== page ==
The entertainment and leisure industry generates revenue in the billions of pounds per year, in the UK. With competition increasing, finding a way to stand out from others is becoming a real issue. With the increased choice, clients no longer accept the bare minimum knowing that other options are available. Acoustics can be that key element that differentiates you from the rest, enticing customers to return.
The entertainment and leisure sector forms a key part of the commercial sector, that includes businesses such as:
– Theatres
– Music Venues
– Bowling Alleys
– Cinemas
– Gyms
– Sports Centres
– Pubs and Night Clubs

Given the wide variety of uses and design requirements, each building or space will need to implement acoustic solutions and treatments to improve the acoustic environment to required levels.  This can make the entertainment and leisure sector particularly challenging especially when more than one use is needed within the same space or building..

Entertainment and Leisure | Cinemas
Treating music spaces

Multiple uses within a single building

For music venues built as part of a community project it is not uncommon for the building to consist of a main performance hall, one or more practice rooms, a recording studio, office and even a small café or coffee shop.

Each area, will need to have different room acoustics and sound cannot be allowed to travel between both horizontal (floors and ceilings) and vertical partitions (walls, doors and windows).

Given the varying degrees of sound levels and frequencies will be present a clear we need to have a clear understanding on how the building will perform. The sound from one area can affect other areas that are not directly joined together through ‘structure-borne’ noise transference. It is key that we plan the layout of the building to meet these requirements at planning stage.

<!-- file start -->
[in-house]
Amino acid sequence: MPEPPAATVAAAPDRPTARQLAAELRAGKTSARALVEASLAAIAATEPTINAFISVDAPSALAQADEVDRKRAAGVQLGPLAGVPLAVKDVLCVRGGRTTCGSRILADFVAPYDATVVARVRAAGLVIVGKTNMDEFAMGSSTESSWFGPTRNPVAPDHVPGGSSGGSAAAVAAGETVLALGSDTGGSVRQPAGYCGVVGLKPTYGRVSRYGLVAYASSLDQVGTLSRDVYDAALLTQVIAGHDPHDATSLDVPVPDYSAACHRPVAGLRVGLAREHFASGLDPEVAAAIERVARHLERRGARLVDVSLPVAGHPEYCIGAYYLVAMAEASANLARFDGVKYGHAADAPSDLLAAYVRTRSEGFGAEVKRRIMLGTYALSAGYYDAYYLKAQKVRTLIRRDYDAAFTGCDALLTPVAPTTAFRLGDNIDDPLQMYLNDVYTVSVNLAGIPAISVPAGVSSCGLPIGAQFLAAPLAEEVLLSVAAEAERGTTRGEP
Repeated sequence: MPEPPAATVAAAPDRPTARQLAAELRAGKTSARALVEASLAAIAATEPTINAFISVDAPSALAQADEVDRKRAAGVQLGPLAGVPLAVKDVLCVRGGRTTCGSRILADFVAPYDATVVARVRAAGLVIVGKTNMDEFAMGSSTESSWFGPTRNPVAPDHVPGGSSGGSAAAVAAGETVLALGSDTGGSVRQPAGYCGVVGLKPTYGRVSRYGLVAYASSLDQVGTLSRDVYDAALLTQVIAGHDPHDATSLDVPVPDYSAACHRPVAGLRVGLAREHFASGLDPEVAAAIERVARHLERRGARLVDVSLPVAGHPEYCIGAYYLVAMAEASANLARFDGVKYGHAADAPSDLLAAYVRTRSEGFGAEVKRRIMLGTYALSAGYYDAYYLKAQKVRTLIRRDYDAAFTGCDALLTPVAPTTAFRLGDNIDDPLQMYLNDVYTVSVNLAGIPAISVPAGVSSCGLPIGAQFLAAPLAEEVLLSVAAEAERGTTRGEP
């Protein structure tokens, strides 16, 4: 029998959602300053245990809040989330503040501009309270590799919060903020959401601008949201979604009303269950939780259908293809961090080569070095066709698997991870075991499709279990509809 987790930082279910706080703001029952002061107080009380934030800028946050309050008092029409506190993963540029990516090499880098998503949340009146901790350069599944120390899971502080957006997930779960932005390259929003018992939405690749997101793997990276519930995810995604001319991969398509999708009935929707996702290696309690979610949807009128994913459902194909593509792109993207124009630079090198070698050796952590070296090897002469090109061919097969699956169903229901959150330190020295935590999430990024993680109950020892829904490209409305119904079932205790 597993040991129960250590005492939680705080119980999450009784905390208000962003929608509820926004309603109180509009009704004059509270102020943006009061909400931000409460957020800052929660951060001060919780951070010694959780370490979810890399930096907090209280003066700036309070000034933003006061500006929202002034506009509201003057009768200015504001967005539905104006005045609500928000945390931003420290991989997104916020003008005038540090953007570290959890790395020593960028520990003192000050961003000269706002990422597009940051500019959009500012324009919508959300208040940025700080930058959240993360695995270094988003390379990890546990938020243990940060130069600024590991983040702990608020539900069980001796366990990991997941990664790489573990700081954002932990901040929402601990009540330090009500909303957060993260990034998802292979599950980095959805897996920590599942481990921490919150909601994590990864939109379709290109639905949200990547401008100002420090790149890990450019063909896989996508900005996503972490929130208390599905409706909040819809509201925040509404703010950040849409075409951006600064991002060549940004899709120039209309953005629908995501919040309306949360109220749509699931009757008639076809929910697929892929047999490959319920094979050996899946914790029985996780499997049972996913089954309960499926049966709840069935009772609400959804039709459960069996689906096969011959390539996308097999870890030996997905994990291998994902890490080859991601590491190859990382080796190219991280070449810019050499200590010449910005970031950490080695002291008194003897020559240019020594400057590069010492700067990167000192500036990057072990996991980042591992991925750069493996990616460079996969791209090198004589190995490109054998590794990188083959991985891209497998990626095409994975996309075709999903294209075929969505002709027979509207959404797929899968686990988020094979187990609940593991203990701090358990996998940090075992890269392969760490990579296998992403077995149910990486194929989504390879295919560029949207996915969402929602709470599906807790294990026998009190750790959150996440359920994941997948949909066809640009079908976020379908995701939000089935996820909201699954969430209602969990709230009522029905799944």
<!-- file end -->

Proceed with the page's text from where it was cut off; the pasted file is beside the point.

Controlling noise and vibration

Sound Insulation and reverberation are critical to these spaces performing both as individual areas as well as a complete building. The use of the building normally dictates the levels required to be met.

Vibration is another key element that needs to be considered at planning stage. Some activities may result in noise through vibration that can travel as structure-borne noise and be heard in locations at great distances from the source.

Whilst the finished build can be tested for vibration, sound insulation and reverberation, upon completion, the remedial work costs can be both expensive and time consuming. Remedial works are normally required as a result of ineffective planning, incorrect material specification and poor installation.

Critical listening spaces may also need to take in to account acoustic aspects such diffusion, room mode and, anti-vibration measures.

Entertainment and Leisure | Gyms
Entertainments and Leisure | Theatres

Achieving the perfect acoustic environment

The solution could be as simple as adding a small amount of material to help control reverberation.

Spaces such as gyms may find that the main cause of noise is created through weights and equipment being dropped on to a hard floor. Whilst reverberation may be an issue the key problem would be impact noise and vibration.
By introducing suitable impact resistant flooring, anti-vibration measures and careful planning this noise can be reduced to acceptable levels. 

It may be so complex that it takes acoustic modelling and computer simulation to prove a design concept is both viable and cost effective. This is an option where different spaces require different performance criteria or when multiple levels are required.


Where noise becomes an issue complaints may be made and the local council may become involved. Additional advice can be found on the Government’s website on how councils may deal with noise nuisances and complaints.
To resolve complaints Environmental Noise Assessments may need to be carried out to identify the scale of the issue. This type of assessment is normally required where local residents or others are affected within the local area.